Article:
Working with psychotic individuals in psychotherapy can be extremely difficult and we are constantly tempted to trivialize or explain away their fears by claiming that their anxieties are simply the by-product of a brain disorder. I was recently speaking with a patient about his anxiety about speaking about psychotic experiences. He made the point that people don’t like to hear about these experiences, as they make others very fearful and uncomfortable. I think this is very much the case. Seeing someone who is having psychotic experiences stirs in “us” some of our deepest fears such as: loneliness, death, unintelligibility and helplessness. As someone who had decent success working with psychotic individuals in psychotherapy, I want to make a modest proposal on useful principles to keep in mind when working with psychotic individuals in psychotherapy:
1) Psychosis can be both a way to avoid truth and an expression of the truth of the unconscious. The clinician must hold both in tension while engaging in the work.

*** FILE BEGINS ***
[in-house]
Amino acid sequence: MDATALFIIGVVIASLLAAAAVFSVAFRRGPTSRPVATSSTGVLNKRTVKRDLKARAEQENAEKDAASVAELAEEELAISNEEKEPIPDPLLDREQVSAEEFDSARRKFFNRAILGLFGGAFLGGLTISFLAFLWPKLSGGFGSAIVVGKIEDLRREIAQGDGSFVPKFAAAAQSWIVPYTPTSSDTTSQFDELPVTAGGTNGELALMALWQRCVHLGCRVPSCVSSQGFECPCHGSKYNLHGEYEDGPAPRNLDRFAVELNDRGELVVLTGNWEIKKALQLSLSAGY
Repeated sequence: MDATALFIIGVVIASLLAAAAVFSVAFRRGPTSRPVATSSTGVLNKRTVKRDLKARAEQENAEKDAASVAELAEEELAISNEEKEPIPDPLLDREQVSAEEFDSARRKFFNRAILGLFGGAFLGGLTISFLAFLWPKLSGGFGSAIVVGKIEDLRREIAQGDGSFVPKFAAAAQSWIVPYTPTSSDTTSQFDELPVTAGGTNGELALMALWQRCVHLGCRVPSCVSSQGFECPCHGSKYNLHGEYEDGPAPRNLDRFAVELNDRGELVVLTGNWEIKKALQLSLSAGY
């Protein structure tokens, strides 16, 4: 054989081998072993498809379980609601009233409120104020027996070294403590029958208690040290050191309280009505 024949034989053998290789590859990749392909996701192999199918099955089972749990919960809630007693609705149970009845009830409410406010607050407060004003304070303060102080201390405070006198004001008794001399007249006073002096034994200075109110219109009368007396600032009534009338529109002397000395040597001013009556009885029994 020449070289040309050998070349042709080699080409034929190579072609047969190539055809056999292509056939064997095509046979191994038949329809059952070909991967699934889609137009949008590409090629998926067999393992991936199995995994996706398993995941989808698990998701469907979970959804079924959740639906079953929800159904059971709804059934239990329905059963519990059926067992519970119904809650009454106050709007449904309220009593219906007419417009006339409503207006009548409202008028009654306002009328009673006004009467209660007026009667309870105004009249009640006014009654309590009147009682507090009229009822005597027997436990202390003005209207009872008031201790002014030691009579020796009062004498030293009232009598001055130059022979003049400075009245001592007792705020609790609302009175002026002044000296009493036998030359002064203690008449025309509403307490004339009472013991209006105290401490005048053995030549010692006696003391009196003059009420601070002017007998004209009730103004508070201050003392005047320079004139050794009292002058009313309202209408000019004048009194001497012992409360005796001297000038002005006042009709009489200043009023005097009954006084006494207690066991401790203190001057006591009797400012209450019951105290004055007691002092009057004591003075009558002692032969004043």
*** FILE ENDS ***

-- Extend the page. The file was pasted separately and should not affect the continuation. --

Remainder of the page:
2) Genuine respect about these experiences helps to destigmaitze them and lowers the individual’s anxiety when speaking about psychosis.
3) Taking the psychotic individual seriously rather than infantilizing them provides them to opportunity to think differently about their mind. Demonstrating curiosity about how the patient began having these experiences and the symbols embedded in the symptoms invites the psychotic patient to take an interest in the cognitive and emotional antecedents of the symptoms. Moreover, it fosters the patient’s observing-ego capacities.
4) Creating an empathic relationship allows the patient to feel less alone, especially considering that society tells them to stay silent.
5) Expectations determine outcome. Psychologists and psychiatrists who have little to no hope that individuals with schizophrenia can recover drastically impact the patient’s hope in their ability to recover.
6) Medication is not a long-term solution. It should be used sparingly whenever the individual cannot tolerate the anxiety and pressure of psychosis. Medication often suppresses anxiety whose presence is absolute mandatory for psychotherapy. As Lacan said, “anxiety is the one affect that doesn’t lie”, and it is the clinician’s best friend.
I should also say that another reason we avoid conducting psychotherapy with psychotic individuals is because psychiatrists and psychologists tend to be pretty terrible at the work. It makes us feel incompetent and stupid. We have to tolerate the unknown which is frustrating and hard to manage. This leads most psychiatrists and psychologists to pretend that therapy is totally worthless and we blame the patients for our failures.